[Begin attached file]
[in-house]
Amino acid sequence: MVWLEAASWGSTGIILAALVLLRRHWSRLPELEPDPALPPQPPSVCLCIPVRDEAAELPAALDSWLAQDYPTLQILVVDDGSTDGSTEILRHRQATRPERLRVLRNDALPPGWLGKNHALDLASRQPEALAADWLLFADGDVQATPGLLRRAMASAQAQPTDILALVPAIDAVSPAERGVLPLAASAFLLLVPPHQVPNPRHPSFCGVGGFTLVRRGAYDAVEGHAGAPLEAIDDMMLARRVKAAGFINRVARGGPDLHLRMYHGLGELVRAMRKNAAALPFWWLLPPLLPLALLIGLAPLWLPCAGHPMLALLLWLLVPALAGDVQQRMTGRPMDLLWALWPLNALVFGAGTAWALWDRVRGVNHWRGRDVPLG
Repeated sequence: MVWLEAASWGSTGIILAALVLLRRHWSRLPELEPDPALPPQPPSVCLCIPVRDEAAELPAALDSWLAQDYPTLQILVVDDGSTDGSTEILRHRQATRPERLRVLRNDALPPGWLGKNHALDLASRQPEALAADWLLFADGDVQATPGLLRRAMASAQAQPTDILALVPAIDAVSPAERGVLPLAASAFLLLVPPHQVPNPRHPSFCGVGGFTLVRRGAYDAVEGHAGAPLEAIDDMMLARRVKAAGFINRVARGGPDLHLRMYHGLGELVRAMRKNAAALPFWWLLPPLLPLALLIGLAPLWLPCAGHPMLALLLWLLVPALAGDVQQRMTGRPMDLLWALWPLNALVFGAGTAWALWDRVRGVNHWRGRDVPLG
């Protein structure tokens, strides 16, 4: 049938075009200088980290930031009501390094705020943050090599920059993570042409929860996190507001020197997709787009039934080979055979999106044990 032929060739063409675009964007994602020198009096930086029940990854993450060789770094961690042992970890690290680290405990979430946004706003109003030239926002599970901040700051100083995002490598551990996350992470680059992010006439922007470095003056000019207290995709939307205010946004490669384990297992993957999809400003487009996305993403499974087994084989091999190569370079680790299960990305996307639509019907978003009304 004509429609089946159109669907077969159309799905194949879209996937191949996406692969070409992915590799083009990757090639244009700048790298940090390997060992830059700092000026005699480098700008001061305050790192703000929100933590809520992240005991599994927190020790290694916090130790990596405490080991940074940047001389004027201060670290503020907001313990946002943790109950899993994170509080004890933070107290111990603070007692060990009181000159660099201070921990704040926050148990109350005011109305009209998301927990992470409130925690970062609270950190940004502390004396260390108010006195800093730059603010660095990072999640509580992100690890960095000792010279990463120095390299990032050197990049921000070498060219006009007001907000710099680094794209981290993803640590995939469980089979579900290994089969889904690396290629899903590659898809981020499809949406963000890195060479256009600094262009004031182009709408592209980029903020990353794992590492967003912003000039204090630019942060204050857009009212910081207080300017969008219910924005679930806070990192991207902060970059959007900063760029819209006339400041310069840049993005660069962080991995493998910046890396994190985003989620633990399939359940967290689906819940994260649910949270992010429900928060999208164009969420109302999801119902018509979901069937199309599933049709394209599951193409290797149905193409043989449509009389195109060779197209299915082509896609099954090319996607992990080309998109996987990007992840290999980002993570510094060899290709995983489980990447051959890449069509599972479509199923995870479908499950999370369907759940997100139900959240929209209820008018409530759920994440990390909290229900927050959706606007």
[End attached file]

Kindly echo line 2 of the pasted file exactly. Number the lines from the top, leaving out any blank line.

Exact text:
Amino acid sequence: MVWLEAASWGSTGIILAALVLLRRHWSRLPELEPDPALPPQPPSVCLCIPVRDEAAELPAALDSWLAQDYPTLQILVVDDGSTDGSTEILRHRQATRPERLRVLRNDALPPGWLGKNHALDLASRQPEALAADWLLFADGDVQATPGLLRRAMASAQAQPTDILALVPAIDAVSPAERGVLPLAASAFLLLVPPHQVPNPRHPSFCGVGGFTLVRRGAYDAVEGHAGAPLEAIDDMMLARRVKAAGFINRVARGGPDLHLRMYHGLGELVRAMRKNAAALPFWWLLPPLLPLALLIGLAPLWLPCAGHPMLALLLWLLVPALAGDVQQRMTGRPMDLLWALWPLNALVFGAGTAWALWDRVRGVNHWRGRDVPLG